Ask a vet online-’ 9 month old labradoodle tends to bark a lot’ – what can I do?

Question from Sarah Brookes:

I have a 9 month old labradoodle. He tends to bark a lot attention barking I have ignored him but he still barks what else can u do. Also when we leave him he shakes and barks but settles eventually I have an DAP plugged in but seems to make no difference HELP

Answer by Shanika Winters:

Hi Sarah and thank you for your question regarding your dog’s behaviour when he is left. What you are describing sounds like a combination of separation anxiety and attention seeking. Separation anxiety is when animals feel worried when left alone and this can lead to destructive behaviour, toileting in the wrong place and also vocalisation such as the barking you described. Attention seeking is when your pet behaves in a way that you cannot ignore often in similar ways to those already listed.

Why does my dog have separation anxiety/attention seeking behaviour?

It is really important that any medical conditions are first ruled out before starting to treat a behavioural condition. Dogs can show changes to their behaviour when in pain (e.g. arthritis), suffering from epilepsy (having seizures) and when suffering from liver or kidney disease (due to build up of toxic chemicals in their blood).

A detailed history of what is going on with your pet, followed by a thorough clinical examination and diagnostic tests as required….

Ask a vet online-‘I have an 8 year old Maltipoo who has had teeth and gum problems for the last 4 years.’

Question from Mary Collins O’Hara:

I have an 8year old Maltipoo who has had teeth and gum problem for the last 4years. He had 8teeth pulled, including some teeth on the bottom front, so now he drools all the time and he has the worst breath. I have done several rounds of antibiotics, I brush his teeth but his gums are so tender, he cries. I don’t know what else to do. Please help.

Answer by Shanika Winters

Hi Mary and thank you for your question regarding your dog’s ongoing mouth problem. An adult dog usually has 42 teeth which are made up of four different types:

12 Incisors which are for nibbling

4 Canines which are for grabbing and puncturing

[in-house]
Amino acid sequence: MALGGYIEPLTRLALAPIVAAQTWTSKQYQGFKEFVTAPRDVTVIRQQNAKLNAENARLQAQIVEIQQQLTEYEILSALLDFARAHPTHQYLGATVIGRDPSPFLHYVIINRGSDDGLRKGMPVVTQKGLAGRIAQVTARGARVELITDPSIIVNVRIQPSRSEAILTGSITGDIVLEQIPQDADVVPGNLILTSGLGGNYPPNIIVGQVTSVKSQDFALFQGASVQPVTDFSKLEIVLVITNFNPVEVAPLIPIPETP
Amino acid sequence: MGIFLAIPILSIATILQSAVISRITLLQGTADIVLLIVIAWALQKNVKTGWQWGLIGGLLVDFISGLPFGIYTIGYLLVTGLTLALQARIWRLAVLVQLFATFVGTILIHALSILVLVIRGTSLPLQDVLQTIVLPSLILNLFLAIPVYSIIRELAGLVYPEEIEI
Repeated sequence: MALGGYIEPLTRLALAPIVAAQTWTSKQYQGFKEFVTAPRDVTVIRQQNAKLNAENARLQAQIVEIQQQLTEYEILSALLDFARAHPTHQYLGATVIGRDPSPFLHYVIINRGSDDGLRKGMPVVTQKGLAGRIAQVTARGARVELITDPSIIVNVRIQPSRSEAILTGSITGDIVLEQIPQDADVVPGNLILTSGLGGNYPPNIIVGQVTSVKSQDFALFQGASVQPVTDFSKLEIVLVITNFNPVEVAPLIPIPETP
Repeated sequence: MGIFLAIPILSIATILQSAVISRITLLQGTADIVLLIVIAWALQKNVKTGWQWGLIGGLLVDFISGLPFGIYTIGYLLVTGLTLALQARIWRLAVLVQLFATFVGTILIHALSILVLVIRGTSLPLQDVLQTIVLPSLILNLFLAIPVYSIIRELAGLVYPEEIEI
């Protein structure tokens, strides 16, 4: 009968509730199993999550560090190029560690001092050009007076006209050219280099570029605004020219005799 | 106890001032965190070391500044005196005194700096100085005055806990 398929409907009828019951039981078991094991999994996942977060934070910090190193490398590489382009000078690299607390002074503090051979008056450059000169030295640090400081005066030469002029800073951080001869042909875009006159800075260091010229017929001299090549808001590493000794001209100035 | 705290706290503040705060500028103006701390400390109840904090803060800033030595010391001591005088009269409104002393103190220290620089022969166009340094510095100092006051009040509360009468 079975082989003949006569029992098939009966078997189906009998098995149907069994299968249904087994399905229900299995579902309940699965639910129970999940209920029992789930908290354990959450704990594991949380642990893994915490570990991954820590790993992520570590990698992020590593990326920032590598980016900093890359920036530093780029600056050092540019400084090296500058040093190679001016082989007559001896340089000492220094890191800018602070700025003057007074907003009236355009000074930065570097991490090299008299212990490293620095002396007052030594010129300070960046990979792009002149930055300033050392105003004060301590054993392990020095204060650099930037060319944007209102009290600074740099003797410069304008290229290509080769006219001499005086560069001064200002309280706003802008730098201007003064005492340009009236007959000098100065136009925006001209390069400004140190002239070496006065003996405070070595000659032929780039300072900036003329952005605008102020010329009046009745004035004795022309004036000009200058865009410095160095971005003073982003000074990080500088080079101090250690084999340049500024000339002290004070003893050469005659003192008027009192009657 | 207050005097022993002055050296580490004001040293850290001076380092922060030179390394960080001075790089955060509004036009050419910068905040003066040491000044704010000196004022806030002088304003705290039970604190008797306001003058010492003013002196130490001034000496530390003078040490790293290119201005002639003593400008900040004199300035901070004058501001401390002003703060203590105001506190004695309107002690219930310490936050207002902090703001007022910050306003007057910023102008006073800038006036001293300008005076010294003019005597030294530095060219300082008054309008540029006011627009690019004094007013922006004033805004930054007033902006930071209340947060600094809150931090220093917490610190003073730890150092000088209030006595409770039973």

16 Premolars which are for cutting and shearing

10 Molars which in theory are for grinding up food

Most dogs over the age of 3 years have some form of dental disease, this may be as mild as inflamed gums (gingivitis) and plaque through to infected tooth roots with gum recession. Along with the functions listed above the teeth help hold the dogs tongue inside its mouth and keep the shape of its mouth by holding the cheek flaps out. Many dogs cope extremely well after major extractions where they are only left with a few healthy teeth.

E-cigarettes – Safe for smokers but not for our pets!

No-one could have missed the phenomenon of e-cigarettes. On every street, in shops, pubs and restaurants there are people sucking on the pen-like objects. The jury is still out on whether they are better for the smoker’s health than traditional cigarettes but they are undoubtedly very dangerous for our pets.

Electronic cigarettes are battery powdered devices that vapourise a liquid, which is then inhaled. The fluid is held in a small chamber in the middle of the device and is a mixture of glycerin (a colourless liquid), flavouring and nicotine in varying concentrations.

Nicotine is the substance which makes cigarettes so addictive but in the tiny quantities smokers inhale, it is not especially dangerous. It is the tar and other elements which are carcinogenic and this is why many people are opting for e-cigarettes. However, in large doses nicotine it is extremely toxic and can even be deadly.

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